Sgt. Stubby -- War Dog Hero
In honor of Veterans Day, I thought this little bit of history interesting to share.
WAR DOG HERO!
Meet America's first war dog, a stray Pit Bull/Terrier mix, named Stubby.
He became Sgt. Stubby, was the most decorated war dog of World War I and
the only dog to be promoted to sergeant through combat.
One day he appeared at Yale Field in New Haven, Connecticut; while a group
of soldiers were training, stopping to make friends with soldiers as they
drilled. One soldier, Corporal Robert Conroy, developed a fondness for the
dog. He named him Stubby because of his short legs. When it became time
for the outfit to ship out, Conroy hid Stubby on board the troop ship. In
order to keep the dog, the private taught him to salute his commanding
officers warming their hearts to him.
Stubby served with the 102nd Infantry, 26th (Yankee) Division in the
trenches in France for 18 months and participated in four offensives and
18 battles. The loud noise of the bombs and gun fire did not bother him.
He was never content to stay in the trenches but went out and found
Stubby entered combat on February 5, 1918 at Chemin Des Dames, north of
Soissons, and was under constant fire, day and night for over a month. In
April 1918, during a raid to take Schieprey, Stubby was wounded in the
foreleg by the retreating Germans throwing hand grenades. He was sent to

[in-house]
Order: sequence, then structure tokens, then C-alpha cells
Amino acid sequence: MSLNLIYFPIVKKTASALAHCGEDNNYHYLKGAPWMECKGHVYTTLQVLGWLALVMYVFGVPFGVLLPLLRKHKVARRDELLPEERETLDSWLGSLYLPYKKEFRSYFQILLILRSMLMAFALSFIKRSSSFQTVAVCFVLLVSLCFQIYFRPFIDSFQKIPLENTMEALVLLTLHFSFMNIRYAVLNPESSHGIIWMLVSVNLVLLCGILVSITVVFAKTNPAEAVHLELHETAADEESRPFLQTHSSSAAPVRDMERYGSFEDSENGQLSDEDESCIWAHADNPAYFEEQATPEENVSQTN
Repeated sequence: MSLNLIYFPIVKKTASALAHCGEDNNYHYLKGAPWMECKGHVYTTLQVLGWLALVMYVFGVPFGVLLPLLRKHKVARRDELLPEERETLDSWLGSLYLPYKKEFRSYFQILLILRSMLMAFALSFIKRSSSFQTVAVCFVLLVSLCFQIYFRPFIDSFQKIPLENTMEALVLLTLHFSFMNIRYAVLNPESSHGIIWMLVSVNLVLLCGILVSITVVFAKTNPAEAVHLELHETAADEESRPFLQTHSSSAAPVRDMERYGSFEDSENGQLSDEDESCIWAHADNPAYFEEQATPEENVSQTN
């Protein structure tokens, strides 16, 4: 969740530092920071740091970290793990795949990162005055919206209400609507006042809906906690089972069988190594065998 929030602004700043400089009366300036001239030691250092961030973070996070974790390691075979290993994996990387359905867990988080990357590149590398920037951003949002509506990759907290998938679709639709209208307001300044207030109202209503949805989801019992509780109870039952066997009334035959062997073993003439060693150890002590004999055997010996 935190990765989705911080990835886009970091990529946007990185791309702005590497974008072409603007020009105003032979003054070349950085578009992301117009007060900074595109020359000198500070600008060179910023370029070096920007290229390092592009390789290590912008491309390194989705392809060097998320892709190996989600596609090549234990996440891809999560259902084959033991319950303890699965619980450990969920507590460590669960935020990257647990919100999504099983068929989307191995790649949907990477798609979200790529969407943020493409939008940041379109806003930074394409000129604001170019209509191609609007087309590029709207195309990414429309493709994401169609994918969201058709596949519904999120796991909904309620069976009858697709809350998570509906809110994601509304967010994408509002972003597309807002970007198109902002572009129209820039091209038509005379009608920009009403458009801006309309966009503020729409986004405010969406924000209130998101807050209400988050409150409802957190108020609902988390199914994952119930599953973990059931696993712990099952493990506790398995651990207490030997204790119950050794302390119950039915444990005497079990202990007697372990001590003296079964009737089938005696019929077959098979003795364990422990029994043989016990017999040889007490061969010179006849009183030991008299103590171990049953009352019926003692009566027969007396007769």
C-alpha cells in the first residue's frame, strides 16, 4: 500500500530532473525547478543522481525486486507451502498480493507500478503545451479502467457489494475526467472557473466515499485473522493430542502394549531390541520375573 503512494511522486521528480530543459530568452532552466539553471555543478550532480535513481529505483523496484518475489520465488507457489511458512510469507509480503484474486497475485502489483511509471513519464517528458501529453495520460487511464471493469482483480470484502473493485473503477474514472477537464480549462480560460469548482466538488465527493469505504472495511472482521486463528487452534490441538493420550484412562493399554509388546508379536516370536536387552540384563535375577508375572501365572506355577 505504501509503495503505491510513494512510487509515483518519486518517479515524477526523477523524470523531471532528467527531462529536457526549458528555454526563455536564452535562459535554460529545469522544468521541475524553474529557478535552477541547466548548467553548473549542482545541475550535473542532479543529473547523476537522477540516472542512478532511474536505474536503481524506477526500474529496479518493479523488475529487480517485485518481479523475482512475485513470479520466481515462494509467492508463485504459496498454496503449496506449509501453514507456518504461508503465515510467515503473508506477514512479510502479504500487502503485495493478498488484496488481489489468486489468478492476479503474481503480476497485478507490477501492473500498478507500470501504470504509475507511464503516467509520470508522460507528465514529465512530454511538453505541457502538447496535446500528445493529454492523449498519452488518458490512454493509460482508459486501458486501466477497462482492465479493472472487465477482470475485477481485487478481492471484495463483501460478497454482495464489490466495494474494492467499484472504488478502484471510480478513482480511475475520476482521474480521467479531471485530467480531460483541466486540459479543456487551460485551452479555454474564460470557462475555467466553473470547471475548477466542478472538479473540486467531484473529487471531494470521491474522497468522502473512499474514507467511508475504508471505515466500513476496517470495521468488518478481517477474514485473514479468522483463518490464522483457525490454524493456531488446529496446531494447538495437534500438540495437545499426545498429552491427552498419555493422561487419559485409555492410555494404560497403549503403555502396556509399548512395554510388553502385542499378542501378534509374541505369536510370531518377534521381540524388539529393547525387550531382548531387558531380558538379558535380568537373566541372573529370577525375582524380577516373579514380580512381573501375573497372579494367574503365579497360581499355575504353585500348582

the rear for convalescence, and as he had done on the front was able to
improve morale. When he recovered from his wounds, Stubby returned to the
After being gassed and nearly dying himself, Stubby learned to warn his
unit of poison gas attacks, continued to locate wounded soldiers in no
man's land, and since he could hear the whine of incoming artillery shells
before humans could, became very adept at letting his unit know when to
duck for cover.
He was solely responsible for capturing a German spy in the Argonne. The
spy made the mistake of speaking German to him when they were alone.
Stubby knew he was no ally and attacked him biting and holding on to him
by the seat of his pants until his comrades could secure him.
Following the retaking of Chateau-Thierry by the US, the thankful women of
the town made Stubby a chamois coat on which were pinned his many medals.
There is also a legend that while in Paris with Corporal Conroy, Stubby
saved a young girl from being hit by a car. At the end of the war, Conroy
smuggled Stubby home.
After returning home, Stubby became a celebrity and marched in, and
normally led, many parades across the country. He met Presidents Woodrow
Wilson, Calvin Coolidge, and Warren G. Harding. Starting in 1921, he
attended Georgetown University Law Center with Conroy, and became the
Georgetown Hoyas' team mascot. He would be given the football at halftime
and would nudge the ball around the field to the amusement of the fans.
Stubby was made a life member of the American Legion, the Red Cross, and
the YMCA. In 1921, the Humane Education Society awarded him a special gold
medal for service to his country. It was presented by General John
In 1926, Stubby died in Conroy's arms. His remains are featured in The
Price of Freedom: Americans at War exhibit at the Smithsonian. Stubby was
honored with a brick in the Walk of Honor at the United States World War I
monument, Liberty Memorial, in Kansas City at a ceremony held on Armistice
Day, November 11, 2006.
Warm All Your Friends With This Story
Of The World's Bravest Pitt Bull Dog!
and the breed name is not spelled
However, his breed has never been officially declared by the military.
Photos do suggest the dog is mainly AmStaff or StaffyBull, which, at the time, were the same breed.
He may have been mixed with Boston Terrier or English Bulldog, judging from leg length, front-heavy build, and his underbite.
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